Evolution of Fume Hoods

 A fume hood is an essential piece of equipment found in almost all laboratories, from teaching labs to research labs to industrial labs. The fume hood limits exposure to hazardous or noxious fumes, vapors or dusts by safely removing these substances from the immediate working environment. The fume hood also serves to protect the sample from the external environment.

Fume hoods may either be ducted or recirculating. Both types operate by allowing air to be drawn in from the front (open) side of the cabinet, and either expelled outside the building or made safe through filtration and recirculated back into the room.

The history of fume hoods can be traced back to the days when Thomas Edison used his fireplace chimney to exhaust fumes from his laboratory.

Early twentieth century – the origins of fume hoods

Working in around 1900, Thomas Edison seems to have been one of the first scientists to be concerned about laboratory ventilation. Edison used the fireplace chimney in his lab to exhaust noxious fumes and odors from his experiments into heated rubber compounds, using the natural draft of the chimney to expel the gases.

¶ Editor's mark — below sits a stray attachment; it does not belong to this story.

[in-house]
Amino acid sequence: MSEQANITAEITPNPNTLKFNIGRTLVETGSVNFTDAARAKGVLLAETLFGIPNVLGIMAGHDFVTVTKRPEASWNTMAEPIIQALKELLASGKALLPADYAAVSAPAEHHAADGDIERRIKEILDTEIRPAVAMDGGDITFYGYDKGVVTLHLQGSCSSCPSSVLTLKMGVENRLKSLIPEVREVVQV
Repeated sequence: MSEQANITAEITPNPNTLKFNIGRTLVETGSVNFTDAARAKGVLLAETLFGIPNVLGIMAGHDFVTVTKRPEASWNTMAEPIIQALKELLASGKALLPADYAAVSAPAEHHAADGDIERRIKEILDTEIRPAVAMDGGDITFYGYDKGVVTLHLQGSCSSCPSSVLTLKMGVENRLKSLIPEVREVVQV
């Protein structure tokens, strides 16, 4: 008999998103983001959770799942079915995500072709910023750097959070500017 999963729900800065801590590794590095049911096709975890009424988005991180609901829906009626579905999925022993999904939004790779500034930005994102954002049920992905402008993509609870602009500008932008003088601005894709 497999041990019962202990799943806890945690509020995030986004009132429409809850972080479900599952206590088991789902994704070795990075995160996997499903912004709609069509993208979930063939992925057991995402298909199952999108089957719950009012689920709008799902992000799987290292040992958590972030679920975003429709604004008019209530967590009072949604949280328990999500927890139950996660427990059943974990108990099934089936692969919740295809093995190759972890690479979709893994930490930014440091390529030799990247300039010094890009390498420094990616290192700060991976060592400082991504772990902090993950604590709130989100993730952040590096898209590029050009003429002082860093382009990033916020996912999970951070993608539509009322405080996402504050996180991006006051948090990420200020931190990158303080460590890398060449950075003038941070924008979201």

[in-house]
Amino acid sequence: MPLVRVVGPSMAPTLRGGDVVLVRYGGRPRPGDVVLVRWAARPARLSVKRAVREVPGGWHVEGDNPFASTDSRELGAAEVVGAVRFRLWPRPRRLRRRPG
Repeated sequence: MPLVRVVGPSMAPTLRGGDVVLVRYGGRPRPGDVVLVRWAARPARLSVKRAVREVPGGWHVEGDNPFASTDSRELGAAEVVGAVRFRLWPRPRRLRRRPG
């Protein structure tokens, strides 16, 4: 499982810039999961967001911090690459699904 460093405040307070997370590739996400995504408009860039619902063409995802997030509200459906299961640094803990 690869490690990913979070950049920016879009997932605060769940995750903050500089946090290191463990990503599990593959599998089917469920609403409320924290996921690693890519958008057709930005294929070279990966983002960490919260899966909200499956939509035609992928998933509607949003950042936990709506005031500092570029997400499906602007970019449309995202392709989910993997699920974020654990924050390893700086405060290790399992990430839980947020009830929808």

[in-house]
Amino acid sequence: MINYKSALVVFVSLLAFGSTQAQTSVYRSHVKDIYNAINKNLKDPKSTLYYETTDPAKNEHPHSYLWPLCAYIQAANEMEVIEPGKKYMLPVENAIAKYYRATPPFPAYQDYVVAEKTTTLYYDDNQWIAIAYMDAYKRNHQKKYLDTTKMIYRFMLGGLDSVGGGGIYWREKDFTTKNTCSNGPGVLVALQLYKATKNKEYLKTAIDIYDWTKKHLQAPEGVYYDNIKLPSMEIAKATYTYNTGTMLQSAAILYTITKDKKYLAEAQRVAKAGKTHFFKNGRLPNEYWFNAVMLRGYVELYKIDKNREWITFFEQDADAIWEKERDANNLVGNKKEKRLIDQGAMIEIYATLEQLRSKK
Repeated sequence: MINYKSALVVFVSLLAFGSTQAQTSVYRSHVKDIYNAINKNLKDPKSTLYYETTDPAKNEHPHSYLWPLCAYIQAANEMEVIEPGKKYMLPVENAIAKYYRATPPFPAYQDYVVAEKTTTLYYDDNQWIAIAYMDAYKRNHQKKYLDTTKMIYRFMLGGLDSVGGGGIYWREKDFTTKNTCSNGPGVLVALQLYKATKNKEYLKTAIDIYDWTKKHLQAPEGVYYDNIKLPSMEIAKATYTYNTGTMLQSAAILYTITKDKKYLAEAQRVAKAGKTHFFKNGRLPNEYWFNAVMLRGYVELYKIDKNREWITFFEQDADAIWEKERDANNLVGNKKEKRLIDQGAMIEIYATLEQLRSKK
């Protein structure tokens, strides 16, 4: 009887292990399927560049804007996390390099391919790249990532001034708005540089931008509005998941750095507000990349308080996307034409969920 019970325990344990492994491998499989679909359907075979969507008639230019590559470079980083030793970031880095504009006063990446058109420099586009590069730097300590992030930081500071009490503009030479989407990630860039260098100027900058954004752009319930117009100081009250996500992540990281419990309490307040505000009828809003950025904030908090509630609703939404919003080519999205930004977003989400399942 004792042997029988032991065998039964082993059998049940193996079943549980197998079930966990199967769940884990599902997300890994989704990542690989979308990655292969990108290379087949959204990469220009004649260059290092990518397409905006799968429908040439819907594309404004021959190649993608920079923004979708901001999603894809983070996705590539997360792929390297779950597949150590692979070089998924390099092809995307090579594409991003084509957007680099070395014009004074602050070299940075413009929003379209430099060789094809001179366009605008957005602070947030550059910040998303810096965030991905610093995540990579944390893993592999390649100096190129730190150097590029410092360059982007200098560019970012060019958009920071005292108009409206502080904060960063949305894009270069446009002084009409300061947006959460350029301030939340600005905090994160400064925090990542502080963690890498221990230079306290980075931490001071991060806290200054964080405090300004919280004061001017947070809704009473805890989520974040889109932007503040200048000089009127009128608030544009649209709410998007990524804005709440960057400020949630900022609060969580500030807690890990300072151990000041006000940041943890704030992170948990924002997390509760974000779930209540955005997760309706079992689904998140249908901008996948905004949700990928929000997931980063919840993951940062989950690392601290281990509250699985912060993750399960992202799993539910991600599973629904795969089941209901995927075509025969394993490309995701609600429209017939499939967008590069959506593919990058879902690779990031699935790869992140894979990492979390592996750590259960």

In 1923, one of the first recognizable fume hoods in the modern sense of the word was in use at the University of Leeds. This unit consisted of a large cupboard standing at working height and incorporating vertical rising sashes arranged like parallel windows.

In 1936, Labconco, one of the pioneering manufacturers of fume hoods, developed its first fume hood for sale commercially. This unit incorporated the now-familiar sash fronted design, allowing a single operator to work safely by placing his hands within the "cabinet."

Read more at Lab Manager Magazine